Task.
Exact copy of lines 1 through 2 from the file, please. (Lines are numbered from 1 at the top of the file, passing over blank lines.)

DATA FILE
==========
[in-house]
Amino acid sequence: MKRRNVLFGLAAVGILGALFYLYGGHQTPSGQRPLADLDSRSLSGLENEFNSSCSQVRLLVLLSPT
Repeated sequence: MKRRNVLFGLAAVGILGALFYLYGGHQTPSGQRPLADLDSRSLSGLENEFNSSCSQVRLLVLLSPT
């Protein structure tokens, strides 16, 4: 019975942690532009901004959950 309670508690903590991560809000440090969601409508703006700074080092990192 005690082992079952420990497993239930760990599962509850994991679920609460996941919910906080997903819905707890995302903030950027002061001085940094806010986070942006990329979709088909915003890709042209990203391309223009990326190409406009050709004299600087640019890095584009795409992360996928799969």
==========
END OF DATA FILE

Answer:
[in-house]
Amino acid sequence: MKRRNVLFGLAAVGILGALFYLYGGHQTPSGQRPLADLDSRSLSGLENEFNSSCSQVRLLVLLSPT